Posted by Alana Hirtle on Oct 29, 2018
November 11, 2018 will mark a sombre anniversary; 100 years since the end of World War I, the “War to end all Wars”. As I read through the related articles in the November issue of The Rotarian, I was struck by the magnitude of Rotarians’ influence during that war and in the years since, especially in relation to the Rotary Representative Network and its work with the United Nations and other international organizations.
I was aware that Rotary Day at the UN takes place on November 10 each year, but I wanted to have a better understanding of why that is, so I did some further digging. With a nod to the Rotary Club of New York’s excellent research, I am pleased to provide our members with some background information as to how the UN came to be, and the role that Rotary played in it.
It was during the Atlantic Conference in August 1941, off the coast of Newfoundland, where President Roosevelt and British Prime Minister Winston Churchill issued a joint pronouncement that an effective international organization would be needed to replace the struggling League of Nations that had been unable to prevent the outbreak of WWII. On January 1, 1942, the term “United Nations’ was first announced by President Roosevelt; it was the name given to the coalition of countries led by the United States, Great Britain, and Soviet Union to defeat the Japanese and German aggression.
By the late 1940's, Rotary International was one of the largest international organizations in the world. There were more that 6,800 clubs in more than 81 countries. More importantly, Rotary was already working on projects around the world to diminish the causes of war and aggression. In fact, during a 1943 Rotary conference held in London, an outline of the development of United Nations Educational, Scientific and Cultural Organization (UNESCO) was established, and in 1946 Rotarians helped write its constitution. Additionally, many of the delegates at the 1945 United Nations Conference on International Organization in San Francisco that were representing their respective governments, were also members of their own Rotary clubs and utilized their clubs to develop support for the soon to be established United Nations Organization (UN).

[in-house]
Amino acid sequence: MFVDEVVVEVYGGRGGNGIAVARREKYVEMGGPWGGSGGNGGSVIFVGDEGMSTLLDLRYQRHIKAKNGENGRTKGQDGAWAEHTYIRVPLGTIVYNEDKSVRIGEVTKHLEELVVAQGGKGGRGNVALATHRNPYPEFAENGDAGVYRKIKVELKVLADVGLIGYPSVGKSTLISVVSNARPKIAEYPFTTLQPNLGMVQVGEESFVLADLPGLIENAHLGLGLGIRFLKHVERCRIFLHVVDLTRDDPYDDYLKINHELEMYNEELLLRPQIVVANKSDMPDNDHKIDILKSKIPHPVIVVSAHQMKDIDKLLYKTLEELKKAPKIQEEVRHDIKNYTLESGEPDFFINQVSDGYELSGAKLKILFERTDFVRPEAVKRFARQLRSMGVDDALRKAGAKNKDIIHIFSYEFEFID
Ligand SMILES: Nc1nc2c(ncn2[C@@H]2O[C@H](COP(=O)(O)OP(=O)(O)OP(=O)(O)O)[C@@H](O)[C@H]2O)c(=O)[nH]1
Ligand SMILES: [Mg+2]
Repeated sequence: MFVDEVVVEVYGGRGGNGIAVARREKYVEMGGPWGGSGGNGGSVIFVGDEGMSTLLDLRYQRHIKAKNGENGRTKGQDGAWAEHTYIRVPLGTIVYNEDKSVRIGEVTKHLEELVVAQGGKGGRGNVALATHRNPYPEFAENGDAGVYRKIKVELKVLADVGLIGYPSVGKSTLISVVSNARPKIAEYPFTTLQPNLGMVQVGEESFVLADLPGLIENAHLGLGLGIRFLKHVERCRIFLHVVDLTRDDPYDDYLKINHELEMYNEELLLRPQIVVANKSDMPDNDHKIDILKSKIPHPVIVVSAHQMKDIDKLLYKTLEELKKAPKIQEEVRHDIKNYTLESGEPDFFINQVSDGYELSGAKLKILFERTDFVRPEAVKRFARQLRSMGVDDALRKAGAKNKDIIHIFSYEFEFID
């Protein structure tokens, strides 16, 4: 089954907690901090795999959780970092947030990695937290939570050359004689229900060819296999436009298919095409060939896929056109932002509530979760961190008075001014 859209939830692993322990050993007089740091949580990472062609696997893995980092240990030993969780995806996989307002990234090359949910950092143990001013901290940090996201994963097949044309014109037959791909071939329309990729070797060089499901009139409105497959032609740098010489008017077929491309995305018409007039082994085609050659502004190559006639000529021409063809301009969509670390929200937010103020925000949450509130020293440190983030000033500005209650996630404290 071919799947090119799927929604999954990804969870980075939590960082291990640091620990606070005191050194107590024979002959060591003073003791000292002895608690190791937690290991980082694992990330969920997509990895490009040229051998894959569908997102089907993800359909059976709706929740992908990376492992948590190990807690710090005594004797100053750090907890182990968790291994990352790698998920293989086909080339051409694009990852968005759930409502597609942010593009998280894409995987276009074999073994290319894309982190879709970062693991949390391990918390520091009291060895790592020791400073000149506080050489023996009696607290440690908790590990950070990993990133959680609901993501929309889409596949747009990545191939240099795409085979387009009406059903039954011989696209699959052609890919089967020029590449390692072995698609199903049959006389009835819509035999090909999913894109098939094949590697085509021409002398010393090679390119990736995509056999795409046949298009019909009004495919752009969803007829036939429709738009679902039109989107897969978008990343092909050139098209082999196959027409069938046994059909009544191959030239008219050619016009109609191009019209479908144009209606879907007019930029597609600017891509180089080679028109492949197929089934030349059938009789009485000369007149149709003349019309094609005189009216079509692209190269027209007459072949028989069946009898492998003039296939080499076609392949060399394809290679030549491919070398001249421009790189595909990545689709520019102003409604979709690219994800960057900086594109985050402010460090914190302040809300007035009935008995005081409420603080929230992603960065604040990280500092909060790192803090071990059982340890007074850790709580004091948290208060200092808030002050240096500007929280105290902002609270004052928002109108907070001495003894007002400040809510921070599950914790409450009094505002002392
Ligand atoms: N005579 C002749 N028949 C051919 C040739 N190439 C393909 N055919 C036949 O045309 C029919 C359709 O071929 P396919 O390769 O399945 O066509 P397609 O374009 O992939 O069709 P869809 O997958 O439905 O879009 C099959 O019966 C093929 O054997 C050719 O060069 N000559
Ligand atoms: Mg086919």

Of the 800 delegates at the San Francisco Conference, 49 were active Rotarians, including such notable individuals as:
  • Thomas J. Davis, past president of Rotary International (1941-42) and unsuccessful Republican candidate for the U.S. Senate;
  • Luther Hodges, past president of the Rotary Club of New York (1945-46). Luther also went on to become governor of North Carolina, Commerce Secretary for President Kennedy (1960-63), and President of Rotary International in 1968;
  • Gabriel L. Dennis, the Secretary of State of Liberia, who was a signer of the Charter for Liberia;
  • Jan Christian Smuts, the Prime Minister of South Africa from 1919 until 1924 and from 1939 until 1948;
  • Carlos Romulo of the Philippines was also a signer for the Philippines. He served as Resident Commissioner of the Philippines to the United States Congress from 1944 to 1946, President of the Fourth Session of the General Assembly (1949-50), and was the Philippines' Secretary of Foreign Affairs from 1950 to 1984;
  • Jan Masaryk, Foreign Minister of Czechoslovakia from 1940 to 1948.
As a result, many have argued, it was decided at the conference that the causes of aggression and war, such as poverty, ignorance, and lack of human rights, would have to be ameliorated as well. As a consequence, the UN Charter was designed to help achieve these goals much more than originally planned. Rotarians contributed to the drafting of the charter, its preamble, and the articles on ECOSOC (the Economic and Social Council) and the NGO's. On October 24, 1945, the Charter was ratified and the United Nations came into existence.
Many Rotary clubs played an essential role in building support during the formative years of The United Nations. As such, more than 70 years later, Rotary International still maintains the highest consultative status with the United Nations of any non-governmental organization.
For more information please refer to the following websites, and